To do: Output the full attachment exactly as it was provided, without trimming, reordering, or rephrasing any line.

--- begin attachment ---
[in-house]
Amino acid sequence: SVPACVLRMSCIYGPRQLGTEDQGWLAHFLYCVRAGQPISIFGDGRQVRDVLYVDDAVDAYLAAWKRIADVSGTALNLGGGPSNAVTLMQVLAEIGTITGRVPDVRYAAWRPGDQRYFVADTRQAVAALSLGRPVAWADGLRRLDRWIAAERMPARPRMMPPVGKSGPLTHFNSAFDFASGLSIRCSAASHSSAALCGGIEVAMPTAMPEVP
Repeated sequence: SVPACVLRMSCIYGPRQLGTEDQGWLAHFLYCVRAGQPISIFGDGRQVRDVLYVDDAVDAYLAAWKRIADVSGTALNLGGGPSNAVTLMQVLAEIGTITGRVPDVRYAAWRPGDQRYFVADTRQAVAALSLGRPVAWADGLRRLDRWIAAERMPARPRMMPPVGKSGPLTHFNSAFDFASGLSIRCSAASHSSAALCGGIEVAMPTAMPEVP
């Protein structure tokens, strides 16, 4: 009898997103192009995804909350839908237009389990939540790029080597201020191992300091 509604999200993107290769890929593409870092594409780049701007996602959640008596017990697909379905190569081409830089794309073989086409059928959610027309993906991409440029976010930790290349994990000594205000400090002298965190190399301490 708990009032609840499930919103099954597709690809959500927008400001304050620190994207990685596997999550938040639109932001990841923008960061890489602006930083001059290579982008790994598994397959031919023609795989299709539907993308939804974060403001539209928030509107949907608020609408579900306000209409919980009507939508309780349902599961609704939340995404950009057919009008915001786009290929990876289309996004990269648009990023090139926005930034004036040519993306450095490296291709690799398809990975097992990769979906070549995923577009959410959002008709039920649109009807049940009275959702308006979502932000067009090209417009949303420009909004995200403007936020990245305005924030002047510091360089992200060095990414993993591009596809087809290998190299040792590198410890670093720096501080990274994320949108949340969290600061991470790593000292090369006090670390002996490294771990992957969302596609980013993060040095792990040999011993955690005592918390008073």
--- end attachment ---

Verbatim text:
[in-house]
Amino acid sequence: SVPACVLRMSCIYGPRQLGTEDQGWLAHFLYCVRAGQPISIFGDGRQVRDVLYVDDAVDAYLAAWKRIADVSGTALNLGGGPSNAVTLMQVLAEIGTITGRVPDVRYAAWRPGDQRYFVADTRQAVAALSLGRPVAWADGLRRLDRWIAAERMPARPRMMPPVGKSGPLTHFNSAFDFASGLSIRCSAASHSSAALCGGIEVAMPTAMPEVP
Repeated sequence: SVPACVLRMSCIYGPRQLGTEDQGWLAHFLYCVRAGQPISIFGDGRQVRDVLYVDDAVDAYLAAWKRIADVSGTALNLGGGPSNAVTLMQVLAEIGTITGRVPDVRYAAWRPGDQRYFVADTRQAVAALSLGRPVAWADGLRRLDRWIAAERMPARPRMMPPVGKSGPLTHFNSAFDFASGLSIRCSAASHSSAALCGGIEVAMPTAMPEVP
């Protein structure tokens, strides 16, 4: 009898997103192009995804909350839908237009389990939540790029080597201020191992300091 509604999200993107290769890929593409870092594409780049701007996602959640008596017990697909379905190569081409830089794309073989086409059928959610027309993906991409440029976010930790290349994990000594205000400090002298965190190399301490 708990009032609840499930919103099954597709690809959500927008400001304050620190994207990685596997999550938040639109932001990841923008960061890489602006930083001059290579982008790994598994397959031919023609795989299709539907993308939804974060403001539209928030509107949907608020609408579900306000209409919980009507939508309780349902599961609704939340995404950009057919009008915001786009290929990876289309996004990269648009990023090139926005930034004036040519993306450095490296291709690799398809990975097992990769979906070549995923577009959410959002008709039920649109009807049940009275959702308006979502932000067009090209417009949303420009909004995200403007936020990245305005924030002047510091360089992200060095990414993993591009596809087809290998190299040792590198410890670093720096501080990274994320949108949340969290600061991470790593000292090369006090670390002996490294771990992957969302596609980013993060040095792990040999011993955690005592918390008073």